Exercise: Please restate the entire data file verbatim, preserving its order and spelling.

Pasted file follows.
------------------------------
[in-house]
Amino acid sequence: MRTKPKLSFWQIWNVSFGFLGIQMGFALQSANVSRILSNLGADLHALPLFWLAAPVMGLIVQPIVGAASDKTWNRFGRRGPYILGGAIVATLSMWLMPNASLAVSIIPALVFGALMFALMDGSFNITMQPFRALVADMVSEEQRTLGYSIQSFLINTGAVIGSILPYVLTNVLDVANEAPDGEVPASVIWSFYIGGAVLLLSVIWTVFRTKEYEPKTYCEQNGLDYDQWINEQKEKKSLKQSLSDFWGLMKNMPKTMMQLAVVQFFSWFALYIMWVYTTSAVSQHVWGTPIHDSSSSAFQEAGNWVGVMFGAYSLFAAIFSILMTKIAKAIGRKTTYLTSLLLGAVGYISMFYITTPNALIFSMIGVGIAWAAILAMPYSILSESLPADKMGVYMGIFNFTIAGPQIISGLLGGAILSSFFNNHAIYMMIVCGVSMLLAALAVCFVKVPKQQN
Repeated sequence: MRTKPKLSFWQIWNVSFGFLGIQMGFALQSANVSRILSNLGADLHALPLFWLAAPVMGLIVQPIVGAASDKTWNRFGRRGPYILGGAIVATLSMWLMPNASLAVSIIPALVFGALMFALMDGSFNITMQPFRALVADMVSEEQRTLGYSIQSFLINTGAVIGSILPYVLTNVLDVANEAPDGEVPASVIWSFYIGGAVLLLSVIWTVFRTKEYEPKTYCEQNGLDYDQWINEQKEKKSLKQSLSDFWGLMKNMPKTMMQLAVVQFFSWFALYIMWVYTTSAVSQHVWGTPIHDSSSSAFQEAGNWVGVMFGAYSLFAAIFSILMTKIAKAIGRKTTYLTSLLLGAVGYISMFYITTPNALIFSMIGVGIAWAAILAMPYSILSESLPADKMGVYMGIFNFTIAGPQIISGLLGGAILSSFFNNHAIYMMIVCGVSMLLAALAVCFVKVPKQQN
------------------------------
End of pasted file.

[in-house]
Amino acid sequence: MRTKPKLSFWQIWNVSFGFLGIQMGFALQSANVSRILSNLGADLHALPLFWLAAPVMGLIVQPIVGAASDKTWNRFGRRGPYILGGAIVATLSMWLMPNASLAVSIIPALVFGALMFALMDGSFNITMQPFRALVADMVSEEQRTLGYSIQSFLINTGAVIGSILPYVLTNVLDVANEAPDGEVPASVIWSFYIGGAVLLLSVIWTVFRTKEYEPKTYCEQNGLDYDQWINEQKEKKSLKQSLSDFWGLMKNMPKTMMQLAVVQFFSWFALYIMWVYTTSAVSQHVWGTPIHDSSSSAFQEAGNWVGVMFGAYSLFAAIFSILMTKIAKAIGRKTTYLTSLLLGAVGYISMFYITTPNALIFSMIGVGIAWAAILAMPYSILSESLPADKMGVYMGIFNFTIAGPQIISGLLGGAILSSFFNNHAIYMMIVCGVSMLLAALAVCFVKVPKQQN
Repeated sequence: MRTKPKLSFWQIWNVSFGFLGIQMGFALQSANVSRILSNLGADLHALPLFWLAAPVMGLIVQPIVGAASDKTWNRFGRRGPYILGGAIVATLSMWLMPNASLAVSIIPALVFGALMFALMDGSFNITMQPFRALVADMVSEEQRTLGYSIQSFLINTGAVIGSILPYVLTNVLDVANEAPDGEVPASVIWSFYIGGAVLLLSVIWTVFRTKEYEPKTYCEQNGLDYDQWINEQKEKKSLKQSLSDFWGLMKNMPKTMMQLAVVQFFSWFALYIMWVYTTSAVSQHVWGTPIHDSSSSAFQEAGNWVGVMFGAYSLFAAIFSILMTKIAKAIGRKTTYLTSLLLGAVGYISMFYITTPNALIFSMIGVGIAWAAILAMPYSILSESLPADKMGVYMGIFNFTIAGPQIISGLLGGAILSSFFNNHAIYMMIVCGVSMLLAALAVCFVKVPKQQN